Over 4 million of us in Britain are now self-employed – more than ever before. Worklifeblog is about sharing tips and techniques to make self-employed working work better. From decision-making to resilience, time-management to forward planning, find ideas here to make your life as a freelancer a huge success on your own terms.
Eat That Frog!
Exclamation marks are a big no-no in writing: they make a sentence look desperate for approval.
In the workshops I run with journalist Dea Birkett, we counsel writers never to use this punctuation mark unless it’s something you intend the reader to shout. (‘Hands up!’ for example, or ‘Checkmate!’)
So I probably wouldn’t naturally have chosen to read Eat That Frog! (subtitle Get More of the Important Things Done – Today!) except that it was recommended by my business coach, Claire Fuller. It’s by Brian Tracy (no exclamation mark but maybe he secretly wanted one) and the book offers practical steps you can take to get better, faster results in your work.
It turns out that Eat That Frog! is based around one really fundamental and excellent idea, and it’s this. If you know that every day you’re going to have to eat a live frog, then the best thing you can do it get it over with early in the morning.
Translated into practical wisdom, this means identifying the most significant things you need to do each day to make progress towards your goals, and then doing them instead of anything else.
One of the freeing ideas in the book is that there will never be enough time to do everything that might be worth doing. This chimes with a brilliant book by Pete Scazzero I recently read which humbly suggests that we all ought to take more time off – even though we will achieve less.
Tracy’s approach, of prioritising only the top-ranking ugliest frogs, forces you to narrow down what you do each day – but it guarantees you’ll spend time on the important things that lead somewhere and give you a sense of achievement.
When I read the book I commented to Claire:
The ‘Eat that Frog’ book has definitely made me feel more satisfied if I complete the most vital things, instead of guilty that I didn’t do everything on my list.
So, hooray! for Brian Tracy and Eat That Frog! Hooray!
How to overcome procrastination
Eating cheese… researching your family history… polishing the children’s shoes… checking Facebook… alphabetising your stationery drawer… what have you done today instead of getting on with your work?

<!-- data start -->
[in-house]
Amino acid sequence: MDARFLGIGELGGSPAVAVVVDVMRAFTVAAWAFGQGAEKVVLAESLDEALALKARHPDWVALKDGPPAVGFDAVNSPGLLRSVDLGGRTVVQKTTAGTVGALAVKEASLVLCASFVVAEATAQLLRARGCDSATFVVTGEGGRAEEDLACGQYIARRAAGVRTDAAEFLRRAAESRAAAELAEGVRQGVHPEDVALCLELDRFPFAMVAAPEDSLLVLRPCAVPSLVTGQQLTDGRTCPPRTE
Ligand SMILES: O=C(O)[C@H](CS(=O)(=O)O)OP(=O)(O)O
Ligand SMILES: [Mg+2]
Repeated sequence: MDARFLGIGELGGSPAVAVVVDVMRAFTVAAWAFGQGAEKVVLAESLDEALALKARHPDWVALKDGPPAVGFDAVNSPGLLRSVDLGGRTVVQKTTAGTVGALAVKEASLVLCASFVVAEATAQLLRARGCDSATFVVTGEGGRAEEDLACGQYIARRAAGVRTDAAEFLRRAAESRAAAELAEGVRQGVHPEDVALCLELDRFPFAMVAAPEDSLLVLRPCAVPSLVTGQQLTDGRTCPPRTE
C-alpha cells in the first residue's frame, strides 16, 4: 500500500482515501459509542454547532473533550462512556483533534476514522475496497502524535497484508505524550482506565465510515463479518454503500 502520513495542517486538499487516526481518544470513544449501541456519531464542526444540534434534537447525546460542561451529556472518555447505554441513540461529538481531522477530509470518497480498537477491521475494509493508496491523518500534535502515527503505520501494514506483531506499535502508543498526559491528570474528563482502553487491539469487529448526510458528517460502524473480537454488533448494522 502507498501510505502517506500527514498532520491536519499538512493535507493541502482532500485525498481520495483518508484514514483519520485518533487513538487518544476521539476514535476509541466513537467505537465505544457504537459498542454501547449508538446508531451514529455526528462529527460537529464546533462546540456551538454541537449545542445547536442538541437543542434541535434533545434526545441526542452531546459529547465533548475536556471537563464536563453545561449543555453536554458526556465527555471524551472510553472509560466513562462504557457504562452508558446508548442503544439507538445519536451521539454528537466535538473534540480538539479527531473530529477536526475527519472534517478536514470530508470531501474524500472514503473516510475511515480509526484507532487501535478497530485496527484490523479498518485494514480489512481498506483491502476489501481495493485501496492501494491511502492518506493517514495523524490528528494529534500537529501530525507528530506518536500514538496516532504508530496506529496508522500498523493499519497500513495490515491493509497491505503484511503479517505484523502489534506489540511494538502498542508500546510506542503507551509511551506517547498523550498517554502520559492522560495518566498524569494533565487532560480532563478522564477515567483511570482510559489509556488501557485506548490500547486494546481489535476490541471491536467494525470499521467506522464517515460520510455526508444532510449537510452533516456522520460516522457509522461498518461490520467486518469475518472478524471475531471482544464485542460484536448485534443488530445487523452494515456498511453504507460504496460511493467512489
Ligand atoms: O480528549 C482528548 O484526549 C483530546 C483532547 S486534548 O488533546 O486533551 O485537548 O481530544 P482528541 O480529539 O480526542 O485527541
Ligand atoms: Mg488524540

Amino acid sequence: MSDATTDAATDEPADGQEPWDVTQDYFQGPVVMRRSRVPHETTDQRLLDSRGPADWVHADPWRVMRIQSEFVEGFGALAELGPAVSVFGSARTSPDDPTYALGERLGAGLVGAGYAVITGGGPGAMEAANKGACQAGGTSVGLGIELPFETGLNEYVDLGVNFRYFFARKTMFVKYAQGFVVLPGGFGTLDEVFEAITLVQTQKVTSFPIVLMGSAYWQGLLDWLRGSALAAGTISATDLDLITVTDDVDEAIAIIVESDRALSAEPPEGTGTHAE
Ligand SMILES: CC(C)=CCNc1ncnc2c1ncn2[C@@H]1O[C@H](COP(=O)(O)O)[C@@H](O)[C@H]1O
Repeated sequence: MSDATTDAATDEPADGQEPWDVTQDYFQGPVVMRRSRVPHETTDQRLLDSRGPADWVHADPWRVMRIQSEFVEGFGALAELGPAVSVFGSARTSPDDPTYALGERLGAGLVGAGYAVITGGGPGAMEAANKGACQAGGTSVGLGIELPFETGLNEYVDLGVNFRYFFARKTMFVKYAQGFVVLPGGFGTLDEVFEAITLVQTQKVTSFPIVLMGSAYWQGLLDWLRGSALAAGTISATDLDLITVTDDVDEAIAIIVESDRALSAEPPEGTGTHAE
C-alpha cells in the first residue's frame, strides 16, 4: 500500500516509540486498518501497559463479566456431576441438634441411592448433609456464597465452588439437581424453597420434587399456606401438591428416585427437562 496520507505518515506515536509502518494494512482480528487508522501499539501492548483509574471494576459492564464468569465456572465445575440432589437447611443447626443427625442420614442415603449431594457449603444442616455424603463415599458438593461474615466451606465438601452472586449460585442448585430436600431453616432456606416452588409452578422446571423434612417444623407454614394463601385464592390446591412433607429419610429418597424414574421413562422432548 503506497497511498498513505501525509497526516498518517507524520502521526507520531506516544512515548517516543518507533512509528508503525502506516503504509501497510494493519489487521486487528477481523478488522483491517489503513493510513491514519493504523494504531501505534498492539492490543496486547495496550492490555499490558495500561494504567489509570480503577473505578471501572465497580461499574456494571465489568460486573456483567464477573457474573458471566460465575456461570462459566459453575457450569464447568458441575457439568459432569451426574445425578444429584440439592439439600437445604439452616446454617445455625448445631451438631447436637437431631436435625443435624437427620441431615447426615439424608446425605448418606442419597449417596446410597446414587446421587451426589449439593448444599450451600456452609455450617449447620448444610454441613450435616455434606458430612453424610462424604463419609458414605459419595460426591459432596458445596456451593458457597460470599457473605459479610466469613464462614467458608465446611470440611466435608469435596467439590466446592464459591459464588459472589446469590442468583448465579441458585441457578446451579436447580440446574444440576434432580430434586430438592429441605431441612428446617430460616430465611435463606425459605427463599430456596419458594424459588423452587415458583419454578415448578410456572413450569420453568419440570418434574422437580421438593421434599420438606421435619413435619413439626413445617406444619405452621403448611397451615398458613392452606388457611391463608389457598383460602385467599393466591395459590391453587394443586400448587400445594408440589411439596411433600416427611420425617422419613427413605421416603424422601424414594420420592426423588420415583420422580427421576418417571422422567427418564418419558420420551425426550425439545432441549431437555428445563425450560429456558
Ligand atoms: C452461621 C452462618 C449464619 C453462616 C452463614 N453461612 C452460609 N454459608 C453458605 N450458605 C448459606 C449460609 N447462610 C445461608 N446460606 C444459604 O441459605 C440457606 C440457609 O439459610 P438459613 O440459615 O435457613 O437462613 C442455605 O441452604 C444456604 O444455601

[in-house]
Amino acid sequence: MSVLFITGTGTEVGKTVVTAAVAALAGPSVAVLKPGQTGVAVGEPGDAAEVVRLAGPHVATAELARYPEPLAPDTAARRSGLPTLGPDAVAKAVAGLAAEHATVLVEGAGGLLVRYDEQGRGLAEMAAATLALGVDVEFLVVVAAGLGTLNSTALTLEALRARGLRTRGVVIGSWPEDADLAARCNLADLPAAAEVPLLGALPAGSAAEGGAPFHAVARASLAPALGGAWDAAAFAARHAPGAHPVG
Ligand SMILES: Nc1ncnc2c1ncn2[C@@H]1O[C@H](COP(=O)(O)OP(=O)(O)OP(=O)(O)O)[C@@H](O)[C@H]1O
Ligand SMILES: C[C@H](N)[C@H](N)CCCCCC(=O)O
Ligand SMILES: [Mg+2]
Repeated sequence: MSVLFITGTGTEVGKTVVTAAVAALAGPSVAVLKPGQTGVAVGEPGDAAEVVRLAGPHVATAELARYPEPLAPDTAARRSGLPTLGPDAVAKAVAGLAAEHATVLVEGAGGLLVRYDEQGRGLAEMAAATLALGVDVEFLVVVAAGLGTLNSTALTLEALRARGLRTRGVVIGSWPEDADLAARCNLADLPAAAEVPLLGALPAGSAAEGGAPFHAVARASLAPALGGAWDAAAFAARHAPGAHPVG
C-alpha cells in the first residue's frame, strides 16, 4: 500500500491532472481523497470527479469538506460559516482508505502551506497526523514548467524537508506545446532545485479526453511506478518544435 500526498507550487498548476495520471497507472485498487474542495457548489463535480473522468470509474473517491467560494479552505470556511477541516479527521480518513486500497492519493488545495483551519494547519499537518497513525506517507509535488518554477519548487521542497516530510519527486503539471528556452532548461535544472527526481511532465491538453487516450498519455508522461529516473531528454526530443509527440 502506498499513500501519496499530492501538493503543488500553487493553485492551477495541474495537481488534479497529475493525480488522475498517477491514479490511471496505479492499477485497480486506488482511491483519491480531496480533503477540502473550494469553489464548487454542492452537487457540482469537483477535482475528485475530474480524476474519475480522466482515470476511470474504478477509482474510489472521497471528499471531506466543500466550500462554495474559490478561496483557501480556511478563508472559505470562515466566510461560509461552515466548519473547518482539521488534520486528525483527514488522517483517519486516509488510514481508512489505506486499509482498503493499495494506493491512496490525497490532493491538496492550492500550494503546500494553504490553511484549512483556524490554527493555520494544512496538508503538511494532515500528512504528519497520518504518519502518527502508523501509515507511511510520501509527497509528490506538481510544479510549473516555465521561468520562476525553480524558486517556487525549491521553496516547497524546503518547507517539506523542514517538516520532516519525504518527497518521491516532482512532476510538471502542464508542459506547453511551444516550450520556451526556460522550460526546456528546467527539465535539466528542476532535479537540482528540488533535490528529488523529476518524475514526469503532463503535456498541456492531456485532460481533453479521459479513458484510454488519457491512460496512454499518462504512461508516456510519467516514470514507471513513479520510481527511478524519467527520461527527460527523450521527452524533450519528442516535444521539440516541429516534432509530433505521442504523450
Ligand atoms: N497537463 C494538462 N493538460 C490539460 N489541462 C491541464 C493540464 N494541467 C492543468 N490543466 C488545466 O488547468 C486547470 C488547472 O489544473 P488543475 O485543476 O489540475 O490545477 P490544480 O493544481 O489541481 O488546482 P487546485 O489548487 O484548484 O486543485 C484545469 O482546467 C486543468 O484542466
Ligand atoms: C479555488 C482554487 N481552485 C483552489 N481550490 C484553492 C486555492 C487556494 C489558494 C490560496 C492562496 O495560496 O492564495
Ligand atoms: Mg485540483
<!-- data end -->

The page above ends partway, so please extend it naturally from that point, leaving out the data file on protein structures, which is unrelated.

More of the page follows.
None of these things is intrinsically bad, but they won’t make you any progress towards your goals. And if you’re self-employed then procrastination can make the difference between profit and loss. Every hour you spend doing low-priority stuff means an hour less sleep, fun or relaxation later, because you’ll be catching up on your work.
Douglas Adams famously loved the sound of deadlines as they whooshed past, and most people procrastinate to some degree. There are lots of ways to tackle this tendency, but one that works for me is outlined in this article by Oliver Burkeman in the Guardian. It uses the trick of comparing your current task with things that are much harder to do, instead of the much easier things you naturally tend to compare it with and actually do – eating cheese, cleaning shoes etc.
Imagine there is a piece of work you need to do but you just can’t get started.
1. Instead of the task in hand, actively think about some of the other things that you’ve been putting off doing – professionally or personally. It might be a tricky phone call you ought to make. It might be some exercise or study you should do, a meeting you ought to arrange, some invoices you should send which will be a pain to calculate. Try to make these things niggly, uncomfortable things that you feel remiss about not having done.
2. Write them in a list so you can refer to them later (or easily throw them away).
3. Now consider your task in hand. Doesn’t it seem like a doddle to get on with it instead of doing this other stuff?
- Freelancers’ survey
- Survey results #1: why did you become a heritage freelancer?
- Survey results #2: how’s your freelance business?
- Survey results #3: where do your freelance projects come from?
- Survey results #4: what are the highs and lows of freelancing?
- Social media networks
- Eat that frog
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